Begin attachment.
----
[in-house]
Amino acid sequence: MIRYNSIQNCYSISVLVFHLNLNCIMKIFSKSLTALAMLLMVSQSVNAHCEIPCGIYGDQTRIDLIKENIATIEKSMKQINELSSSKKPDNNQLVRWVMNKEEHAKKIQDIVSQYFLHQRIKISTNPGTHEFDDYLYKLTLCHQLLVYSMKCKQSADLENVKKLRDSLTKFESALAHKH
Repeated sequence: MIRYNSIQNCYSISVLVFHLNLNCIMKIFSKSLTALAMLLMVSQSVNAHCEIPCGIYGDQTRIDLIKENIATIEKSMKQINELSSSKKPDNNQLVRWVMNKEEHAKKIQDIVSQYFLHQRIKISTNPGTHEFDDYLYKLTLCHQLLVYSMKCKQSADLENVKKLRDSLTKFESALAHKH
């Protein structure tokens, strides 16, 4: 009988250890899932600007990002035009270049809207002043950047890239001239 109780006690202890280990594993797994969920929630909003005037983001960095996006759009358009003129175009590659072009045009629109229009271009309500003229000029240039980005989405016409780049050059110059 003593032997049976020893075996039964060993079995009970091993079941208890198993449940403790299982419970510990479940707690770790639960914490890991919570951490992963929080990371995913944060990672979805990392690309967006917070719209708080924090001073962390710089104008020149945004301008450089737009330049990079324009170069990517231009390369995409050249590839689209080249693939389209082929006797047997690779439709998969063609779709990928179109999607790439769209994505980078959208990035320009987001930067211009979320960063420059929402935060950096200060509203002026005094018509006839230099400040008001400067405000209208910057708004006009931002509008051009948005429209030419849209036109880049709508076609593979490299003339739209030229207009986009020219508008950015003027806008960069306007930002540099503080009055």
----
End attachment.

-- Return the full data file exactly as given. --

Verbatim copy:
[in-house]
Amino acid sequence: MIRYNSIQNCYSISVLVFHLNLNCIMKIFSKSLTALAMLLMVSQSVNAHCEIPCGIYGDQTRIDLIKENIATIEKSMKQINELSSSKKPDNNQLVRWVMNKEEHAKKIQDIVSQYFLHQRIKISTNPGTHEFDDYLYKLTLCHQLLVYSMKCKQSADLENVKKLRDSLTKFESALAHKH
Repeated sequence: MIRYNSIQNCYSISVLVFHLNLNCIMKIFSKSLTALAMLLMVSQSVNAHCEIPCGIYGDQTRIDLIKENIATIEKSMKQINELSSSKKPDNNQLVRWVMNKEEHAKKIQDIVSQYFLHQRIKISTNPGTHEFDDYLYKLTLCHQLLVYSMKCKQSADLENVKKLRDSLTKFESALAHKH
């Protein structure tokens, strides 16, 4: 009988250890899932600007990002035009270049809207002043950047890239001239 109780006690202890280990594993797994969920929630909003005037983001960095996006759009358009003129175009590659072009045009629109229009271009309500003229000029240039980005989405016409780049050059110059 003593032997049976020893075996039964060993079995009970091993079941208890198993449940403790299982419970510990479940707690770790639960914490890991919570951490992963929080990371995913944060990672979805990392690309967006917070719209708080924090001073962390710089104008020149945004301008450089737009330049990079324009170069990517231009390369995409050249590839689209080249693939389209082929006797047997690779439709998969063609779709990928179109999607790439769209994505980078959208990035320009987001930067211009979320960063420059929402935060950096200060509203002026005094018509006839230099400040008001400067405000209208910057708004006009931002509008051009948005429209030419849209036109880049709508076609593979490299003339739209030229207009986009020219508008950015003027806008960069306007930002540099503080009055």